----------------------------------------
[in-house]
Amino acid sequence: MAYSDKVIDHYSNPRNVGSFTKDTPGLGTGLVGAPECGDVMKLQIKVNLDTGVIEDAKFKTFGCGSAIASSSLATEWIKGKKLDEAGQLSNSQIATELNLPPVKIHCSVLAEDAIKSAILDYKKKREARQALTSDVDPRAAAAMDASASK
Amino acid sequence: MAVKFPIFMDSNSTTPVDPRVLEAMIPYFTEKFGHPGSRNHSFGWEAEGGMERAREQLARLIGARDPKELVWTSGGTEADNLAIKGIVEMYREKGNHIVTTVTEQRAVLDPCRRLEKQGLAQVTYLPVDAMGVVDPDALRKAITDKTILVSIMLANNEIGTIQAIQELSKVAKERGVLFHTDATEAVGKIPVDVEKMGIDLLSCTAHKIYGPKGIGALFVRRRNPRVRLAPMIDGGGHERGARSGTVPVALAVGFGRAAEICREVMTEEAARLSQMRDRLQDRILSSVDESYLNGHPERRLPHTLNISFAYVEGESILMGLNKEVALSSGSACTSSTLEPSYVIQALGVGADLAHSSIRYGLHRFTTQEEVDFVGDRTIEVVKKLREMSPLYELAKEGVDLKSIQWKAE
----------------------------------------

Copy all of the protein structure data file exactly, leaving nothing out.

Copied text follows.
[in-house]
Amino acid sequence: MAYSDKVIDHYSNPRNVGSFTKDTPGLGTGLVGAPECGDVMKLQIKVNLDTGVIEDAKFKTFGCGSAIASSSLATEWIKGKKLDEAGQLSNSQIATELNLPPVKIHCSVLAEDAIKSAILDYKKKREARQALTSDVDPRAAAAMDASASK
Amino acid sequence: MAVKFPIFMDSNSTTPVDPRVLEAMIPYFTEKFGHPGSRNHSFGWEAEGGMERAREQLARLIGARDPKELVWTSGGTEADNLAIKGIVEMYREKGNHIVTTVTEQRAVLDPCRRLEKQGLAQVTYLPVDAMGVVDPDALRKAITDKTILVSIMLANNEIGTIQAIQELSKVAKERGVLFHTDATEAVGKIPVDVEKMGIDLLSCTAHKIYGPKGIGALFVRRRNPRVRLAPMIDGGGHERGARSGTVPVALAVGFGRAAEICREVMTEEAARLSQMRDRLQDRILSSVDESYLNGHPERRLPHTLNISFAYVEGESILMGLNKEVALSSGSACTSSTLEPSYVIQALGVGADLAHSSIRYGLHRFTTQEEVDFVGDRTIEVVKKLREMSPLYELAKEGVDLKSIQWKAE